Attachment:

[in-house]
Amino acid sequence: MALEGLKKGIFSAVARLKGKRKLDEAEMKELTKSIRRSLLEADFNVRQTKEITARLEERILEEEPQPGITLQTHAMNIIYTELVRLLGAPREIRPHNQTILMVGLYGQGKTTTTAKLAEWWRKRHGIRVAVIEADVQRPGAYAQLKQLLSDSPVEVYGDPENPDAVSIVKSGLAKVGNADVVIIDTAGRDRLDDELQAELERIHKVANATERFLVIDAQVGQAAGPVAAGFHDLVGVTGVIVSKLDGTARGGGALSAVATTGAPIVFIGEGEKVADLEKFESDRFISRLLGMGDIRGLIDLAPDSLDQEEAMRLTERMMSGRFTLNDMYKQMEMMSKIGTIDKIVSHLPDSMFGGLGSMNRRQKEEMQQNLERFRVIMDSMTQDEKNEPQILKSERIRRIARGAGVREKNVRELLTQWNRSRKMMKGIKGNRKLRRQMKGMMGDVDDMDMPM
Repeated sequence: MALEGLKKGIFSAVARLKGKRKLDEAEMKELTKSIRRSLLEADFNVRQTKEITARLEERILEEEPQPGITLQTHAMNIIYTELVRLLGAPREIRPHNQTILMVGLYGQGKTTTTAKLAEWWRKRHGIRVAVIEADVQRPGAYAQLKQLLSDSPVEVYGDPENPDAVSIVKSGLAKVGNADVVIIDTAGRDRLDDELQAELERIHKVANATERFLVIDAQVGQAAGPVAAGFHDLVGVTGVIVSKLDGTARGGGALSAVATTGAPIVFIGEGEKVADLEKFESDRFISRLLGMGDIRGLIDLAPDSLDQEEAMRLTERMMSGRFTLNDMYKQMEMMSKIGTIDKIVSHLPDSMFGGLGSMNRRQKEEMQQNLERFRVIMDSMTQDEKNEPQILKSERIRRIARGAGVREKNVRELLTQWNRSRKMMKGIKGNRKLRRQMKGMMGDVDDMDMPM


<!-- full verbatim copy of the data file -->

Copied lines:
[in-house]
Amino acid sequence: MALEGLKKGIFSAVARLKGKRKLDEAEMKELTKSIRRSLLEADFNVRQTKEITARLEERILEEEPQPGITLQTHAMNIIYTELVRLLGAPREIRPHNQTILMVGLYGQGKTTTTAKLAEWWRKRHGIRVAVIEADVQRPGAYAQLKQLLSDSPVEVYGDPENPDAVSIVKSGLAKVGNADVVIIDTAGRDRLDDELQAELERIHKVANATERFLVIDAQVGQAAGPVAAGFHDLVGVTGVIVSKLDGTARGGGALSAVATTGAPIVFIGEGEKVADLEKFESDRFISRLLGMGDIRGLIDLAPDSLDQEEAMRLTERMMSGRFTLNDMYKQMEMMSKIGTIDKIVSHLPDSMFGGLGSMNRRQKEEMQQNLERFRVIMDSMTQDEKNEPQILKSERIRRIARGAGVREKNVRELLTQWNRSRKMMKGIKGNRKLRRQMKGMMGDVDDMDMPM
Repeated sequence: MALEGLKKGIFSAVARLKGKRKLDEAEMKELTKSIRRSLLEADFNVRQTKEITARLEERILEEEPQPGITLQTHAMNIIYTELVRLLGAPREIRPHNQTILMVGLYGQGKTTTTAKLAEWWRKRHGIRVAVIEADVQRPGAYAQLKQLLSDSPVEVYGDPENPDAVSIVKSGLAKVGNADVVIIDTAGRDRLDDELQAELERIHKVANATERFLVIDAQVGQAAGPVAAGFHDLVGVTGVIVSKLDGTARGGGALSAVATTGAPIVFIGEGEKVADLEKFESDRFISRLLGMGDIRGLIDLAPDSLDQEEAMRLTERMMSGRFTLNDMYKQMEMMSKIGTIDKIVSHLPDSMFGGLGSMNRRQKEEMQQNLERFRVIMDSMTQDEKNEPQILKSERIRRIARGAGVREKNVRELLTQWNRSRKMMKGIKGNRKLRRQMKGMMGDVDDMDMPM